A San Francisco federal appeals court ruled that a Mexican man who served time for a robbery in the U.S. is a legal citizen and cannot be deported. The man’s father adopted him in Mexico before becoming a U.S. citizen, entitling his son to citizenship despite the fact that they are not biologically related.
Luis Gonzalez-Marquez, 26, was born in the Mexican state of Chihuahua with no father named on his birth certificate, the San Francisco Gate reported. When he was four, his mother’s husband declared that Gonzalez-Marquez was his son, and his birth certificate was changed with no formal adoption procedure. The family came to the U.S. in 1994 and the father became a citizen in 1996, according to the son's lawyer, Richard Coshnear.
Coshnear said that Gonzalez-Marquez pleaded guilty to robbery after his 18th birthday. He did his time, but has since been held behind bars for almost three years as immigration officials try to deport him. Under current immigration law, legal residents can be sent back to their home countries for committing “aggravated felonies,” even after they've served their sentences.
While immigration courts upheld the deportation decision, the appeals court overruled it Friday, stating that U.S. law "honors concepts of family law from foreign countries.” If Gonzalez-Marquez’ father declared him his son and the Mexican government honored it, then the adoption holds up in the U.S. as well. Since the man "undertook the legal obligation to raise (the child) as if he were his biological or adopted son," their relationship must be considered such in the U.S.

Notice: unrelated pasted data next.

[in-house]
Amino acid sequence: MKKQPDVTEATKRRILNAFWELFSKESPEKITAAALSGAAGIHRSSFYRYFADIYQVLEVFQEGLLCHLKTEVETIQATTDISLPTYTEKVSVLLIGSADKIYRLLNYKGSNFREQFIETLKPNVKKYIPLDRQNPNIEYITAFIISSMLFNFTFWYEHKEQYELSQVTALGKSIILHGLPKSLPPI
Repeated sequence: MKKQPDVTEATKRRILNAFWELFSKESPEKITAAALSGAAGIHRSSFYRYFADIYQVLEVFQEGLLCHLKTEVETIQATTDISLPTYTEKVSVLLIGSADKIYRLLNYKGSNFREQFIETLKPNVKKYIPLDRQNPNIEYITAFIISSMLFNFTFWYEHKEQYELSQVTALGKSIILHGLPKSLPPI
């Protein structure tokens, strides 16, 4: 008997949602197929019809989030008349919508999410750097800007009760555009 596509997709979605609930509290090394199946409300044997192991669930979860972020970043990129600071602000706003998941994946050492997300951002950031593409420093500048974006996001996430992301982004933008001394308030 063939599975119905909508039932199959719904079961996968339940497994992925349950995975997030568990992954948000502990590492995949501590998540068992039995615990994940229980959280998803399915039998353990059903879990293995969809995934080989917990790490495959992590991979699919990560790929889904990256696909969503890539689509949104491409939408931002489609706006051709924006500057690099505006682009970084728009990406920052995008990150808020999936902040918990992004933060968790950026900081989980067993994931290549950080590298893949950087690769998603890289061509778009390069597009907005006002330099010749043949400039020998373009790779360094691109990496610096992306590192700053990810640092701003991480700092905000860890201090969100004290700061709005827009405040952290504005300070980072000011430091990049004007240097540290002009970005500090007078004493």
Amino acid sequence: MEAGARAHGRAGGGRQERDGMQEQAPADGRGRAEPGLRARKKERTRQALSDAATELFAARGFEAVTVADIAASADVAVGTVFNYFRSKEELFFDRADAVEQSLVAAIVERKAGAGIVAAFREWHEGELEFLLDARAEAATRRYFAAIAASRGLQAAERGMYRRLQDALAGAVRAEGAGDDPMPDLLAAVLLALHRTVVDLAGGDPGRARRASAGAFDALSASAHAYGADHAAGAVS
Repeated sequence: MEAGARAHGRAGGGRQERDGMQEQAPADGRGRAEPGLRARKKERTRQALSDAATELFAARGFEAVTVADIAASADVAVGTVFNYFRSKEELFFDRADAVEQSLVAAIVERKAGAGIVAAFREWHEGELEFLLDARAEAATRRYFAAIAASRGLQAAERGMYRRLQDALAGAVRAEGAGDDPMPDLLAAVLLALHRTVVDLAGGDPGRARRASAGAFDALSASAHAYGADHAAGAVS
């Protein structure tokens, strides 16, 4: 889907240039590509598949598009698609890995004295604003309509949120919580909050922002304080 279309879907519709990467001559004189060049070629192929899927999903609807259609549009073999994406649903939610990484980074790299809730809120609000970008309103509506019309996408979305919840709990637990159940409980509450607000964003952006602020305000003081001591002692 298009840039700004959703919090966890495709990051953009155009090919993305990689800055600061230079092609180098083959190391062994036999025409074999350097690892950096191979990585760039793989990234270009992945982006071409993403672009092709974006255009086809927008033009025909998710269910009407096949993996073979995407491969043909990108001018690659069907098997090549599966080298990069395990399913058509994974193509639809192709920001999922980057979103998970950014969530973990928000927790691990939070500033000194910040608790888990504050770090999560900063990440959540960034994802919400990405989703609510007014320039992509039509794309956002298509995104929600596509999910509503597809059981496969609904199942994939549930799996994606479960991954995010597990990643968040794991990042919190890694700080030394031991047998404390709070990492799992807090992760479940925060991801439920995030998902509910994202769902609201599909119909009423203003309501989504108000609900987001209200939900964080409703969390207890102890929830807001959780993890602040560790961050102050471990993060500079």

Coshnear was pleased with the decision, saying that after making "one mistake" in his youth, Gonzalez-Marquez now has "an opportunity to rehabilitate himself and lead a law-abiding life here."
Meanwhile an undocumented immigrant in California is set to start practicing law on his own. The California Supreme Court granted a law license to Mexican-born Sergio Garcia, who arrived in the U.S. with his father as a teenager and was never granted citizenship, in a decision opposed by the Obama administration but upheld by a new California state law.